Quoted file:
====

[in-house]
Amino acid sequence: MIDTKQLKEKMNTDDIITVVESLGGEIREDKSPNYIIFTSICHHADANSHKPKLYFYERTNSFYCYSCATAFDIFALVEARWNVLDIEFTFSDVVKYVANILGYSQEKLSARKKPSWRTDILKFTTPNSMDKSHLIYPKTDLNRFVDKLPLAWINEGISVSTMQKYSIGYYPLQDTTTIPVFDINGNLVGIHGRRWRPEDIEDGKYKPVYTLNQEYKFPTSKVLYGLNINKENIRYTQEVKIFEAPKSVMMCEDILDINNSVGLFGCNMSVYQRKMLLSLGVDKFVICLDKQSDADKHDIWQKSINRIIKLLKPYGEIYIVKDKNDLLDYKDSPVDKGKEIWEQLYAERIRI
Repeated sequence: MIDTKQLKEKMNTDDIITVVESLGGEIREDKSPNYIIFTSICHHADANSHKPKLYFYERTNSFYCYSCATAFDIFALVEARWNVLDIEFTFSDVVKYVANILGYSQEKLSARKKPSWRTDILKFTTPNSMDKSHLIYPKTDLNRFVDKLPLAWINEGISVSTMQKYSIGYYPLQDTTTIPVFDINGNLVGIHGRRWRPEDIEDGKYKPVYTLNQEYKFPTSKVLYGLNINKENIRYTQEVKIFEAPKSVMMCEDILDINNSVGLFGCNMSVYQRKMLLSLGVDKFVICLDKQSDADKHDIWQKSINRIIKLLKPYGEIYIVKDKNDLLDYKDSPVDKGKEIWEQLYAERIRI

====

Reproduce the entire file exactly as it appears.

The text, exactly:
[in-house]
Amino acid sequence: MIDTKQLKEKMNTDDIITVVESLGGEIREDKSPNYIIFTSICHHADANSHKPKLYFYERTNSFYCYSCATAFDIFALVEARWNVLDIEFTFSDVVKYVANILGYSQEKLSARKKPSWRTDILKFTTPNSMDKSHLIYPKTDLNRFVDKLPLAWINEGISVSTMQKYSIGYYPLQDTTTIPVFDINGNLVGIHGRRWRPEDIEDGKYKPVYTLNQEYKFPTSKVLYGLNINKENIRYTQEVKIFEAPKSVMMCEDILDINNSVGLFGCNMSVYQRKMLLSLGVDKFVICLDKQSDADKHDIWQKSINRIIKLLKPYGEIYIVKDKNDLLDYKDSPVDKGKEIWEQLYAERIRI
Repeated sequence: MIDTKQLKEKMNTDDIITVVESLGGEIREDKSPNYIIFTSICHHADANSHKPKLYFYERTNSFYCYSCATAFDIFALVEARWNVLDIEFTFSDVVKYVANILGYSQEKLSARKKPSWRTDILKFTTPNSMDKSHLIYPKTDLNRFVDKLPLAWINEGISVSTMQKYSIGYYPLQDTTTIPVFDINGNLVGIHGRRWRPEDIEDGKYKPVYTLNQEYKFPTSKVLYGLNINKENIRYTQEVKIFEAPKSVMMCEDILDINNSVGLFGCNMSVYQRKMLLSLGVDKFVICLDKQSDADKHDIWQKSINRIIKLLKPYGEIYIVKDKNDLLDYKDSPVDKGKEIWEQLYAERIRI